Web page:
Roy Orbison’s Amazing 80’s Comeback Revisited

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On September 30, 1987, Bruce Springsteen, Elvis Costello, Bonnie Raitt, Tom Waits, Jackson Browne, k.d. lang and other musicians gathered together to perform at the Cocoanut Grove lounge in L.A.’s Ambassador Hotel. They were great that night, but it wasn’t their participation that made it a landmark night in Rock history, because this was to be night of Roy Orbison’s triumphant return to the music scene after more than 20 years in the wilderness.

The concert film and album recorded that night – A Black & White Night – returned Orbison to a year and a half of big-time success and acclaim after he had lived so long without it. It’s an amazing artifact and a fabulous performance, and it is being re-released on February 24 to mark the 30-year anniversary of the concert. The package is expanded, remixed and re-edited to include different camera angles and previously unreleased performances and other bonus content.

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Anyone interested in Rock history should take a look. It was one of the unlikeliest comebacks ever, but then again, Roy Orbison was one of the unlikeliest Rock & Roll stars ever. Where other artists of his time featured high-energy performances full of youthful energy and braggadocio, the mysterious, be-shaded Orbison stood still as a statue and sang of losers and dreamers and heartbreaks. He broke every rule of song structure, and sang in an indescribable voice that was unlike any other.

His vulnerability hit a nerve in the public consciousness. He made it OK for men to sing about crying, and audiences ate it up. Between 1960 and 1964, he was one of Rock & Roll’s very top acts based on a string of hits during those years. His 1964 smash “Oh, Pretty Woman” remains one of the greatest songs of the Rock era. But not long after that, the mystery man pretty much disappeared from view.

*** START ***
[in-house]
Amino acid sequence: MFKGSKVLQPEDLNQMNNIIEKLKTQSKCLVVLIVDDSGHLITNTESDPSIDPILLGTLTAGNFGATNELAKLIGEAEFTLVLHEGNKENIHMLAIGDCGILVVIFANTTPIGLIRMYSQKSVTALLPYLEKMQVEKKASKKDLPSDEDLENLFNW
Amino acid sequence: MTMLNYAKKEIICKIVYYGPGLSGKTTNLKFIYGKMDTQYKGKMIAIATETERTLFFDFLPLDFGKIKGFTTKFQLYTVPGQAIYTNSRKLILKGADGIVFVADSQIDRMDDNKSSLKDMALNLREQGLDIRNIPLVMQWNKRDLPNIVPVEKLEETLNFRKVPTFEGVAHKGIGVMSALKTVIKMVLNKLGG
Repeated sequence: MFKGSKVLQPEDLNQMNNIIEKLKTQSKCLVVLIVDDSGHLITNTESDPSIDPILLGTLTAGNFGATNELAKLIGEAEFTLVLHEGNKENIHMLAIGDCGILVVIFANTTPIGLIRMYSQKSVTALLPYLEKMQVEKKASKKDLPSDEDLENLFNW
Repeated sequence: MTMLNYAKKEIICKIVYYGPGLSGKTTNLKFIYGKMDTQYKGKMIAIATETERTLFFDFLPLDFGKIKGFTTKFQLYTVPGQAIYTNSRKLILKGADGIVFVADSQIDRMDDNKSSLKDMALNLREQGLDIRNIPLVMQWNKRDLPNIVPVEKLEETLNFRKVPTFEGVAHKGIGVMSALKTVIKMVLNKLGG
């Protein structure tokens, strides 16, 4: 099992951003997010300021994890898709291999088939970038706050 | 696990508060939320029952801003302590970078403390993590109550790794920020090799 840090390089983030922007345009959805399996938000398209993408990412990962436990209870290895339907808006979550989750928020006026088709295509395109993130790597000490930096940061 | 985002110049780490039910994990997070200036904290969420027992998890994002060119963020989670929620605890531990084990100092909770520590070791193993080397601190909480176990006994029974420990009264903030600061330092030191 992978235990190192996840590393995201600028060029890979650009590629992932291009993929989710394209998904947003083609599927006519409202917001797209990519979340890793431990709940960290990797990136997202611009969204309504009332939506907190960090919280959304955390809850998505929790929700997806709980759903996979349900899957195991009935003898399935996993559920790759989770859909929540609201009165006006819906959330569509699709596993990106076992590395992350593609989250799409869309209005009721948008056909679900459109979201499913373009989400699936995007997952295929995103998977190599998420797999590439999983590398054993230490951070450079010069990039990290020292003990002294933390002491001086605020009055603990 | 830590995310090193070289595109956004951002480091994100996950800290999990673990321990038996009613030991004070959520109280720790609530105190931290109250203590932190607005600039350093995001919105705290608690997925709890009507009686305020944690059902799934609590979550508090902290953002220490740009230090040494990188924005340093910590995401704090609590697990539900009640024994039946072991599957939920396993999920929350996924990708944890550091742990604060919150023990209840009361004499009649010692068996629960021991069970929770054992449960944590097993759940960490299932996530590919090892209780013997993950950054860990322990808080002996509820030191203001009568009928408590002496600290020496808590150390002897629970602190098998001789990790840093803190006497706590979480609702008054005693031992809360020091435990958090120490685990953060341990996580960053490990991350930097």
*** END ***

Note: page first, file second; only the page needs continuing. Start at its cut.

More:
In the late sixties his life was devastated by tragedy, losing his wife and two sons in separate accidents. In the seventies he faced label battles and public disinterest. But in 1978 Linda Ronstadt had a hit with his song “Blue Bayou”, and in 1982 Van Halen had a hit with “Oh, Pretty Woman”, and in 1986 David Lynch featured “In Dreams” prominently in the movie Blue Velvet, and all of a sudden there was interest in Roy Orbison music again.

Things really took off for him after the Cocoanut Grove performance. In 1988 he became a founding member of the Traveling Wilburys and then released a solo album Mystery Girl, and both albums were huge hits. He became the first artist since Elvis Presley to have two albums in the top five in the same month. And then, just as suddenly as his comeback began, it all came to a sad end when Orbison had a heart attack and passed away in December that same year.

It’s an amazing story of an amazing artist, and this concert re-issue is a good enough reason to celebrate it and to remember his role in Rock’s crazy history.

Photo: By Ronzoni (Own work) [CC BY-SA 3.0 (http://creativecommons.org/licenses/by-sa/3.0) or GFDL (http://www.gnu.org/copyleft/fdl.html)], via Wikimedia Commons

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